Key #3 - In Person Investigation is Critical Would you buy a car sight unseen? No, and you shouldn’t hire an outsourcing team that way either. Outsourcing 1.0 was more focused on cost, and companies were more focused on finding the cheapest team. Outsourcing 2.0 is about finding the best team, and how are you going to be able to judge that based on a long-distance vetting? Take a business trip to your prospective outsourcing partner, get to know them and how they work. Does their work culture match yours? Do their developers seem genuinely skilled? Face-to-face discussions can bring critical insights to light and the result will be a smoother operating engagement that is both cost and time efficient.
Key #4 - Quality Matters as Much as Price This echoes Key #3, but it’s worth it to stress it again on its own. Old school software outsourcing seemed to be about driving costs down as far as possible, quality be damned. Frankly, this is a stupid way to think. Yes, you might get code on the cheap, but how much time are you going to spend afterwards fixing shoddy code. That could blow those cost savings out of the water completely. When outsourcing, you’re looking for value and that means putting quality matters as much as price. Does this mean you might choose for a developer that isn’t the cheapest? Sure, but you won’t be spending more money later fixing issues.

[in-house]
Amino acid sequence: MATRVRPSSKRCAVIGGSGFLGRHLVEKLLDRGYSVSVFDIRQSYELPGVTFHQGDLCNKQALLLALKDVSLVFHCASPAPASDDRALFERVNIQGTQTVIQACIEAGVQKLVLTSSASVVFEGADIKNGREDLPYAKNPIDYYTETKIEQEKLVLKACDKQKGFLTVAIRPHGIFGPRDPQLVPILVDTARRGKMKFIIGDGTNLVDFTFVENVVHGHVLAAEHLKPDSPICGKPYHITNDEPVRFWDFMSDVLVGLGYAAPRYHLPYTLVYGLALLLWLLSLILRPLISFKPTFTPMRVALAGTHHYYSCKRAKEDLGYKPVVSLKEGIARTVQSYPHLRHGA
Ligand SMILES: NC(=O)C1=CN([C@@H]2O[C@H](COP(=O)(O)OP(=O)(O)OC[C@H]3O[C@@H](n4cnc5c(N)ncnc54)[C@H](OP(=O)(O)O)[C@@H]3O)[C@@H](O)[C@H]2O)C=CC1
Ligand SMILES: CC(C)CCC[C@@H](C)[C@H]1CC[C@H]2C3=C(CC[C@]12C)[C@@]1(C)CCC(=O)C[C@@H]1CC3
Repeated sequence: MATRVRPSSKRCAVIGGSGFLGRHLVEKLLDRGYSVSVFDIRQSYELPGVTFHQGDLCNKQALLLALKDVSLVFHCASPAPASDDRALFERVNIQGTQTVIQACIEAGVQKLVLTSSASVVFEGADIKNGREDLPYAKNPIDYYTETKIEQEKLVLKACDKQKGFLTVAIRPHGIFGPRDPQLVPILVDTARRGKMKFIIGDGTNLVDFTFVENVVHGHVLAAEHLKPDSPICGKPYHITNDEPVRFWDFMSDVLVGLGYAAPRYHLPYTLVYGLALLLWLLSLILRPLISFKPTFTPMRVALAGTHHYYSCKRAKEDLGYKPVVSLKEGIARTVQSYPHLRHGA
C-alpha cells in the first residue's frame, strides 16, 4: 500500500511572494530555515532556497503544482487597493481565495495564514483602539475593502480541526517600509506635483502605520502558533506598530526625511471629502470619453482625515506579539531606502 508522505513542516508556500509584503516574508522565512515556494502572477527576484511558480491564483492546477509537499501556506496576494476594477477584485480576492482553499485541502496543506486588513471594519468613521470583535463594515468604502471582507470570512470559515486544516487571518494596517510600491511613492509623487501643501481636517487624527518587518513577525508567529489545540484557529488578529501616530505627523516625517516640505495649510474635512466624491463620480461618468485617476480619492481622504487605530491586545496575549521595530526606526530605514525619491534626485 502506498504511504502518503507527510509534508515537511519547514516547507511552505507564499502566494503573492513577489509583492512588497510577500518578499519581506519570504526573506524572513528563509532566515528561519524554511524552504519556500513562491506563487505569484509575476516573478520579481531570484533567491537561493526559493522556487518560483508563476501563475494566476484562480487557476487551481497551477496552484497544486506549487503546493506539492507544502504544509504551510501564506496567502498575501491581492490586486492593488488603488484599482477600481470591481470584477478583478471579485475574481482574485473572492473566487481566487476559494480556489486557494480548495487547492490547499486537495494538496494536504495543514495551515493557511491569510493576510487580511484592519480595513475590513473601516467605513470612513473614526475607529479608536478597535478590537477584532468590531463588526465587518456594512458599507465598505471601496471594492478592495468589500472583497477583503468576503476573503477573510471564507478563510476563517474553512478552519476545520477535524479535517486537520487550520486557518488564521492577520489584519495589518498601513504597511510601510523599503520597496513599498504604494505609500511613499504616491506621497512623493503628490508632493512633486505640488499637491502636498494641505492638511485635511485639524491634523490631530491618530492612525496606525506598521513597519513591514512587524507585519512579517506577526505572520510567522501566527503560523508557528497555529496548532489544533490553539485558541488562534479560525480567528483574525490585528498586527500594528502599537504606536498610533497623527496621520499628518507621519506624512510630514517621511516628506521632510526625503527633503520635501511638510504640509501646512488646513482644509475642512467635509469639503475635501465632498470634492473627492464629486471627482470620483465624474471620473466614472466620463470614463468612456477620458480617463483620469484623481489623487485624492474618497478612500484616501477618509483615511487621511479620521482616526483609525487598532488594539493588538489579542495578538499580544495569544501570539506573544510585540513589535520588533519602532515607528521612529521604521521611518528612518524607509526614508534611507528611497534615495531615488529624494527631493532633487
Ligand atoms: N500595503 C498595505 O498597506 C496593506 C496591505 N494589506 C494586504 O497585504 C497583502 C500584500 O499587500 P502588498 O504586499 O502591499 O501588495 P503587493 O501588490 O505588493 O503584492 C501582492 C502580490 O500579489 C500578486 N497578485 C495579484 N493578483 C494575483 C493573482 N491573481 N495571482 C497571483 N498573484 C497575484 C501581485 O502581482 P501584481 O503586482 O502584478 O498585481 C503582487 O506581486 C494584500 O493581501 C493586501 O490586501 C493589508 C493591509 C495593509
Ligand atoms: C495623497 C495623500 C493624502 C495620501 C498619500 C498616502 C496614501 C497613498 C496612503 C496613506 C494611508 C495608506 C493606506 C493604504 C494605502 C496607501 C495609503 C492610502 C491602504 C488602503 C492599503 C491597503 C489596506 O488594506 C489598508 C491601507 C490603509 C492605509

Key #6 - Effective Communication Is Key We’ve said in previous blog posts about how you should be treating your contracts as covenantsinstead. Don’t fall for the cheap outsourcing trap. Expect the same level of quality out of these outsourced developers that you would from your in-house employees. That’s really the core of Outsourcing 2.0: thinking of outsourcing as an extension of your team, and not just more bodies in front of a computer coding away.
Key #7 - You Get 3x ROI on Hiring a Good Outsourcing Partner Take your outsourcing hiring process seriously. Our experience shows that you’ll get roughly three times the time and effort you spent in looking for a good outsourcing partner. Now, this is not to say you might not luck out and find the perfect match right away. But that’s the exception, not the rule. In Outsource or Else, Jason (the protagonist) flies around the world carefully interviewing and researching various software teams. Had he listened to his board of directors and gone with the cheap developers, he’d likely have wasted tons of time fixing their sloppy code and dealing with their poor working habits.
Outsourcing 2.0 is about quality, and you should expect it from any outsourcing partner you select.
As CEO, Andy leads and advocates for the globalization and collaboration of great software teams with companies in search of talent, innovation and a globally-distributed extension of their engineering function and culture. Andy founded the ground-breaking nearshore software development services company, Isthmus Costa Rica. He began his global software services career as a division manager at Cognizant during their early formative years.